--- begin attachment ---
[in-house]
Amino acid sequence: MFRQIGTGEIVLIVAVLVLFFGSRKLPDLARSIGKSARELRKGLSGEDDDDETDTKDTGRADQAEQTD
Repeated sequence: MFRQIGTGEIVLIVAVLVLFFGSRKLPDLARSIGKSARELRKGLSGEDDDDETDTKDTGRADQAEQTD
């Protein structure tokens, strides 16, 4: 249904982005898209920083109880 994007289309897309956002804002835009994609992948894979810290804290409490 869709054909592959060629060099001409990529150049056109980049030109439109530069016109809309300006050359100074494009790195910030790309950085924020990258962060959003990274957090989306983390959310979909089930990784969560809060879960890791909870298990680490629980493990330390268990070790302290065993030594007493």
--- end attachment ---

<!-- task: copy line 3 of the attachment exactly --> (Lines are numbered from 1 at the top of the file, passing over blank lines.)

Repeated sequence: MFRQIGTGEIVLIVAVLVLFFGSRKLPDLARSIGKSARELRKGLSGEDDDDETDTKDTGRADQAEQTD